Stacy told me once that Amber would be the end of us, and to mark her words (that last part is a direct quote). In a way, this was close enough. Remember that what finally ended things was a single escapade with another guy. I actually might have been able to live with that being a mistake. The fling in itself didn’t even matter to me that much; it actually took me until meeting Kim to figure out why I didn’t care specifically about the action that my girlfriend had gotten. What I couldn’t get past was Amber. The fact that Stacy spent months convinced that Amber was just trying to steal me away from her and that I was going along with it. That even after Amber had gotten engaged and this whole thing was well beyond being a moot point, she still wasn’t comfortable with the idea that I might want to catch up with a friend IRL unless she were involved – which was near impossible, given the way they felt about each other. Yet, even as convinced as she was that I was going to either leave her for someone new or outright cheat on her with someone new, Emilio happened. While I never cared about the fact that she was attracted to someone, or even what she did with that (which, as I’ve said elsewhere, raised a whole host of other questions at the time), I did care about how I almost lost someone that mattered to me because of a possessive streak. About the fact that she tried to kill something that I valued just so she could feel more secure, yet couldn’t hold to normal standards in a relationship, let alone the wildly unreasonable ones she expected of me. Even thinking about it I feel like I threw away something I should have fought harder for, and that’s one of the few things in that relationship that I’m really not over. (If I’m being honest, it pisses me off writing this. Or editing it. Or remembering that this piece or these events exist. What was it I said again about Yuki, and about these sorts of things being toxic?) If this had been a guy this then none of it would’ve mattered, but instead I spent two years performing a balancing act to maintain a friendship with someone entirely over the Internet, to keep peace in a relationship that didn’t even last. It all seemed sort of… pointless.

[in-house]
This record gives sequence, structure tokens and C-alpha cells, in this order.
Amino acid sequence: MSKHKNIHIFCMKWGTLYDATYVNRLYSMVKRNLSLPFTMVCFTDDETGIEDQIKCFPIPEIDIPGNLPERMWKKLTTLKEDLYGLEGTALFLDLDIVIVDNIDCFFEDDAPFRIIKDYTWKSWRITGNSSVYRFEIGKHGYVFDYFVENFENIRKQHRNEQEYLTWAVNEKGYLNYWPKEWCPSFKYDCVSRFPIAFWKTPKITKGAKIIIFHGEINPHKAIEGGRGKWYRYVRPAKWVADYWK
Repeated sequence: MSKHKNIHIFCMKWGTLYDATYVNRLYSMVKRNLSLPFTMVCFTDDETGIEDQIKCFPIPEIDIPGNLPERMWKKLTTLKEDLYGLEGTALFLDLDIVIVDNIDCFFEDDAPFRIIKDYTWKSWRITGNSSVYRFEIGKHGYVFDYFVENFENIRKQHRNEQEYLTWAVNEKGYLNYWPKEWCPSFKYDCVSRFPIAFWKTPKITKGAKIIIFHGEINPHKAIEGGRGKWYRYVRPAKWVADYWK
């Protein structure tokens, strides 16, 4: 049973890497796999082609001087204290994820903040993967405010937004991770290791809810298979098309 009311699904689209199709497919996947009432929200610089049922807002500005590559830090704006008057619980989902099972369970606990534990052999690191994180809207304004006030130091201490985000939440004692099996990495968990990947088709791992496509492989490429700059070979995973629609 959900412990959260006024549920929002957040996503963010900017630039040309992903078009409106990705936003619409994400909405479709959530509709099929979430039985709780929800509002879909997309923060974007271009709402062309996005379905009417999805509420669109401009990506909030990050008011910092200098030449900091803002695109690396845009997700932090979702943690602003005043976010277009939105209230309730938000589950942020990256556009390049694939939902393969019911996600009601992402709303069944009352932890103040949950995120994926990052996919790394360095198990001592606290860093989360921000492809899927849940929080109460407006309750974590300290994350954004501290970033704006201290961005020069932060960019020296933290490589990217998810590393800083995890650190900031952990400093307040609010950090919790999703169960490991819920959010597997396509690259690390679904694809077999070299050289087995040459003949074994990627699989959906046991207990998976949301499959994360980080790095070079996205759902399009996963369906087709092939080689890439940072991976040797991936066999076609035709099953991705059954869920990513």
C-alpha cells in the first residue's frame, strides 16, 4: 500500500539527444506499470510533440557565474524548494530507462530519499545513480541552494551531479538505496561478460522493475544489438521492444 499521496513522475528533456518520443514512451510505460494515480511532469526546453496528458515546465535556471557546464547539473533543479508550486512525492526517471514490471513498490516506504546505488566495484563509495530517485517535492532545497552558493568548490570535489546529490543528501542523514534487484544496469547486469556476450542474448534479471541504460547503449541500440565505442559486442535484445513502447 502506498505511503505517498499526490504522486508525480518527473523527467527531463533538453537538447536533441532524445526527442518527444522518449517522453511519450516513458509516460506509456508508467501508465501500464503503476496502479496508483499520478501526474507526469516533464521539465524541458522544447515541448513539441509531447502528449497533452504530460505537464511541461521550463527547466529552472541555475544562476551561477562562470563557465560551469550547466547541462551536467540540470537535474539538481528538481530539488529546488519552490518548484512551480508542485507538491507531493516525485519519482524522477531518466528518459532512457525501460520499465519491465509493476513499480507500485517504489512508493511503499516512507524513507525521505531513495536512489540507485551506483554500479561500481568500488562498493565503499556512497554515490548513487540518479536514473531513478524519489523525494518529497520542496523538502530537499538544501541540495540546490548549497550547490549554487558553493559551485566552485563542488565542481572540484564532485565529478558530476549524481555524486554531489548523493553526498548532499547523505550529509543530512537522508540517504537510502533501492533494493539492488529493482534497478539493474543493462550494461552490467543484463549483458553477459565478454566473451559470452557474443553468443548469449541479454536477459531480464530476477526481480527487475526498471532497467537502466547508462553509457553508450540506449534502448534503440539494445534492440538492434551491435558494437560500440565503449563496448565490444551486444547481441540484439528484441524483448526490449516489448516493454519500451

Still, somehow my insane persistence paid off for a change. As much as she distanced herself at times, she never completely cut contact. (Admittedly, it probably helps that her problem was with my girlfriend and not me.) We still spoke somewhat often, albeit almost never face-to-face. She even made a couple of attempts to invite both Stacy and me to parties (that never panned out, because reasons), though when those failed it became the main reason why I didn’t get one to her wedding. After the breakup, though, she was actually the first person I made a point to see; we watched Scott Pilgrim (and maybe Mean Girls?) and caught up a bit as she let me ramble about the downward spiral of my breakup for half the night. Another time she roped me into a 5k (on the promise that she had single friends who were going, all of whom later bailed), after which she and her husband (did I mention that this whole mess with Stacy continued past Amber’s wedding?) convinced me to take a shot at playing League of Legends with them. Past sunrise. We saw Catching Fire, as she introduced me to an amazing movie theater that was also a full restaurant, and hilariously spent the entire time in a jacket I’ve otherwise only ever seen on Claire. Things were different, but this, at least, was better.